Studies show that we are presented with more bits of information in a week than our ancestors had to deal with in their entire lifetime. Imagine how much cognitive power that must take to process. However, we are not programmed to consume that much information, so as a result, we feel burnout and exhausted.
To help yourself get out of this situation, you must interrupt the constant supply of digital news, notifications, or any online stimulus. It will help your brain get a break from all the data it has to process, but it will give you more time to rest mentally.
It is beneficial for the brain to be away from virtual toxicity- getting bored, and being alone. The brain needs some time to rest and reset.
Lesson 3: The remedy? Unstructured time spent in nature
A brain that’s overwhelmed with information and is constantly exposed to new sources of distress can only take you so far. An overwhelmed mind will most likely feel tired all the time. The remedy? Going back to your roots, or spending more time in nature. Allowing yourself to elope in the natural world and spend some time disconnected from the Internet will cure your burnout.
Although you’re not always online, the triggers are always present, and your brain is always alert for them. You’re ready to consume that fresh stimulus whenever a notification or a new message pops up. But you’re waiting for a new one, and this process goes on and on.
In other words, your mind is always active, never truly resting and letting go of this state. As such, science says that physically removing it from the source of distress and moving your body in nature will improve your mood, memory, and happiness level.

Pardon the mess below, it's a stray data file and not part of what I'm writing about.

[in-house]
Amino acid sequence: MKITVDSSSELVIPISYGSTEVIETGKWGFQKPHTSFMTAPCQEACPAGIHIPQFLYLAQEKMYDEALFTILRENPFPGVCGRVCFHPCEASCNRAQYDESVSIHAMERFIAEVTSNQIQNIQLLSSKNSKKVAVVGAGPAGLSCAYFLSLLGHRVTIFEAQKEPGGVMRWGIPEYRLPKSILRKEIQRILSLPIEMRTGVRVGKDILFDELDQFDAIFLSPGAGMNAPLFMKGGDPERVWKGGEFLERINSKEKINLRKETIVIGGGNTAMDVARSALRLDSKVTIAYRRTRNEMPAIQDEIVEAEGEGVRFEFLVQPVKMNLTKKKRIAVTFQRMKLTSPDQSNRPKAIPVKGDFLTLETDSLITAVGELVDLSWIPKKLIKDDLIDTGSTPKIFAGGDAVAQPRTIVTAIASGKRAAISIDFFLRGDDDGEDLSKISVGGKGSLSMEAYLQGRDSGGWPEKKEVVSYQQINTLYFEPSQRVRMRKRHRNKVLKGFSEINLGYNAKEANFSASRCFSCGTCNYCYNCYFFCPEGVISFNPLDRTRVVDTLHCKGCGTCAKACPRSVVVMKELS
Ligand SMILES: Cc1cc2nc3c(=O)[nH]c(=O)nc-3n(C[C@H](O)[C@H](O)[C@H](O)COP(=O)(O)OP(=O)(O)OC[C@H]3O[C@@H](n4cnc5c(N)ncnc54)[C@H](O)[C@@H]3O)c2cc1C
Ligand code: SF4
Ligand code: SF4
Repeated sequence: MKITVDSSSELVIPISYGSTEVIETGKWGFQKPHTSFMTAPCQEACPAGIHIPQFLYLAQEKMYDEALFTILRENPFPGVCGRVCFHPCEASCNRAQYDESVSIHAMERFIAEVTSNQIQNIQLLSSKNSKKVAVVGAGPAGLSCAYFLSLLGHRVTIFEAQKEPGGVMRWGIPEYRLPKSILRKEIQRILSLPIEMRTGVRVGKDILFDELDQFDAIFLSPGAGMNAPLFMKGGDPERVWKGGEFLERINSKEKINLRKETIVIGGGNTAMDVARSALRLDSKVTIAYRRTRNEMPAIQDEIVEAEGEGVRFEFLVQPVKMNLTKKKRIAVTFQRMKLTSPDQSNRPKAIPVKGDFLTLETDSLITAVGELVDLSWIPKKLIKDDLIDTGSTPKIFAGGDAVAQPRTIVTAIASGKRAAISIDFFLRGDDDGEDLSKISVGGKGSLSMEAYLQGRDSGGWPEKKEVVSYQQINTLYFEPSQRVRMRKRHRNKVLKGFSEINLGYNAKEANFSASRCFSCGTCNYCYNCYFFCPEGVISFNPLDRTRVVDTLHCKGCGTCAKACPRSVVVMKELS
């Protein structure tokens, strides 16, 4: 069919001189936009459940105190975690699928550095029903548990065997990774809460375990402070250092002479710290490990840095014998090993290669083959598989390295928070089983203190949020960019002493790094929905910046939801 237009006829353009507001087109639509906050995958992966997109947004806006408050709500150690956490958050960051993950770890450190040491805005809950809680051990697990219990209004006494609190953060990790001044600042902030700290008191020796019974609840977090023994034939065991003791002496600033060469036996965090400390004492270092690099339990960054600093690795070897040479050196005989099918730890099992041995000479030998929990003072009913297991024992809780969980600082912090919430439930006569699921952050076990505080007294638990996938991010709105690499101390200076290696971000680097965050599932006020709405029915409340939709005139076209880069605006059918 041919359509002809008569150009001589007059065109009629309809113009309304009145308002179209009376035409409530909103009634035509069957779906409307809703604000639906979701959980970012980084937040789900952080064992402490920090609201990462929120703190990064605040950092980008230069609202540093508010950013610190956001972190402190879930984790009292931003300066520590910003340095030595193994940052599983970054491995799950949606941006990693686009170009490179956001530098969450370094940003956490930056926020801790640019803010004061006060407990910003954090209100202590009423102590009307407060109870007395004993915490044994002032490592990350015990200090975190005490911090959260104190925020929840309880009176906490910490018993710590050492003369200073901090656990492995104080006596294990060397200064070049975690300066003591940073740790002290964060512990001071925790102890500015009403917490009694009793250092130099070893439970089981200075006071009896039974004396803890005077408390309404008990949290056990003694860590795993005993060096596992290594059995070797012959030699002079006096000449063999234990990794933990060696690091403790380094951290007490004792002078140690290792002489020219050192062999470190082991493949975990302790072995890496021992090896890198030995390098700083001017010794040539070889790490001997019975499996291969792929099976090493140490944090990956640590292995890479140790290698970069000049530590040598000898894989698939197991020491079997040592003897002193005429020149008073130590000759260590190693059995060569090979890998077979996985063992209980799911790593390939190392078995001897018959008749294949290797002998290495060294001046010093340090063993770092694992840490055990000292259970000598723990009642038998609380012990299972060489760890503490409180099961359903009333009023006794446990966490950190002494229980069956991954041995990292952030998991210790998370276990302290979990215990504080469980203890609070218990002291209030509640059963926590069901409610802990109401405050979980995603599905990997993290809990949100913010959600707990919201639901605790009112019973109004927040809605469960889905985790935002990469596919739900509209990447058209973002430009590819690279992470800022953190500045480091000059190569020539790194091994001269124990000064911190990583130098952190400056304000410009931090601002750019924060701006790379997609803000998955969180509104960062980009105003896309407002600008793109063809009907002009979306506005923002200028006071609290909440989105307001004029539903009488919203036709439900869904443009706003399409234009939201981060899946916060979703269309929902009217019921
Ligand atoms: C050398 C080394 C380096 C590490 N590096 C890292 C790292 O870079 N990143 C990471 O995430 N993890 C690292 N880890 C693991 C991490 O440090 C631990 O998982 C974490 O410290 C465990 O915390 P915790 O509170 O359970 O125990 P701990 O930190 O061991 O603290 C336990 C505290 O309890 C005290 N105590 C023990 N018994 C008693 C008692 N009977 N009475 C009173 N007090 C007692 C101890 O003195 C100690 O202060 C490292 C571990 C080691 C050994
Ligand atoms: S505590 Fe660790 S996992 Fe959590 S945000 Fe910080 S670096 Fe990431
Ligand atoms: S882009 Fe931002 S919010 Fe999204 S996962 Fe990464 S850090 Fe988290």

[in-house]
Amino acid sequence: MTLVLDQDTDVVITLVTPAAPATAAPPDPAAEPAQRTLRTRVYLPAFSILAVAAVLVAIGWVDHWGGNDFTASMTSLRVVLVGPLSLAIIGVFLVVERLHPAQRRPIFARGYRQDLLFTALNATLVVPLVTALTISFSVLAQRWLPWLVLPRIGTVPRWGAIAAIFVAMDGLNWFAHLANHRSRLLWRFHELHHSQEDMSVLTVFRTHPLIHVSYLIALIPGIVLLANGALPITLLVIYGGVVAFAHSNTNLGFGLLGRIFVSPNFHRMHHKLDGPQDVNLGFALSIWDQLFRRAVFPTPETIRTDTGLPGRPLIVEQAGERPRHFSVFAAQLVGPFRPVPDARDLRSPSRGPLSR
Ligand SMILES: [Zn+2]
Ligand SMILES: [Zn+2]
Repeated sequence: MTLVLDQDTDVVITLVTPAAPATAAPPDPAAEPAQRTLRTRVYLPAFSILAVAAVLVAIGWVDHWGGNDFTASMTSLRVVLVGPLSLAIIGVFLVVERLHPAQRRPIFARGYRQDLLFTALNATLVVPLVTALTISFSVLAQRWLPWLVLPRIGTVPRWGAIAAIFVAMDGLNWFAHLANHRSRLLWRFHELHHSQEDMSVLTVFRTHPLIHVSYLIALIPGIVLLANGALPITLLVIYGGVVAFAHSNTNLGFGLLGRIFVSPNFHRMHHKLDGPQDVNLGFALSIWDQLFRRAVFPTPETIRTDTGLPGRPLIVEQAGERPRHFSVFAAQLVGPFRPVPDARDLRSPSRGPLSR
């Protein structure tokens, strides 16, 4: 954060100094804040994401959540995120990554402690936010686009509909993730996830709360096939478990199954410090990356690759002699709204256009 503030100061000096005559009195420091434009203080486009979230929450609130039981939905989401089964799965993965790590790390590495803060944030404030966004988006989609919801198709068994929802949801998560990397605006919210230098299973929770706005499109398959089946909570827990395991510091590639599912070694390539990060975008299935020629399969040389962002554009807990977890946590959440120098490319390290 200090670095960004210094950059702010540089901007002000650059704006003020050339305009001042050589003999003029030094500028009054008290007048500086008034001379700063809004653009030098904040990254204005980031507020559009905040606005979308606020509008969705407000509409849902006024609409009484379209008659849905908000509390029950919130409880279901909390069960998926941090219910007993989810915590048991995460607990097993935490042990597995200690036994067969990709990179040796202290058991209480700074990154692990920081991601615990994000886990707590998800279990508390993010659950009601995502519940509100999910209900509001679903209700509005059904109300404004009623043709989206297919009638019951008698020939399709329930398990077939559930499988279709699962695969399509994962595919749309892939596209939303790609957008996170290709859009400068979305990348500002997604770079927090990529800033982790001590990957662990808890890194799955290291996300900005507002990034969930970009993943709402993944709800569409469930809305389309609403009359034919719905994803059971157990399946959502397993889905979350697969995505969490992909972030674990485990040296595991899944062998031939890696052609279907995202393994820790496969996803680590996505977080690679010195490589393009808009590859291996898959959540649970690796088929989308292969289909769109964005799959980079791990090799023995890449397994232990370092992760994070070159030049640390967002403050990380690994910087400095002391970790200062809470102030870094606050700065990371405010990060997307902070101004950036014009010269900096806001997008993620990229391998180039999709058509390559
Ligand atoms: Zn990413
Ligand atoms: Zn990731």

Researchers and philosophers worldwide have advocated for this natural remedy for as long as we can recall, and for a reason! Brief interactions with nature, such as taking a walk, can significantly improve your memory and focus, shows a study conducted by neuroscientist John Jonide. So how to integrate more time in nature into your schedule? Pick a hobby such as hiking, doing picnics on the grass, or walking around in the forest.
The Shallows Review
The Shallows delves into the controversial subject of the Internet and its detrimental effects on our physical and mental health. While we live our lives on the web, our brain is changing its neurological structure for the worse, leaving us stressed, anxious, tired, and without the ability to focus and retain information. The book highlights the toxic environment that the Internet provides for us and explores the remedies and ways out of the virtual hook.
Who would I recommend The Shallows summary to?
The 20-year-old person addicted to their cellphone is looking for ways to ditch their social media addiction. This is for the 30-year-old concerned parent who wants to take charge of their children’s time spent online. Lastly, the 40-year-old psychologist or neuroscientist is interested in the effects of the Internet on the human brain.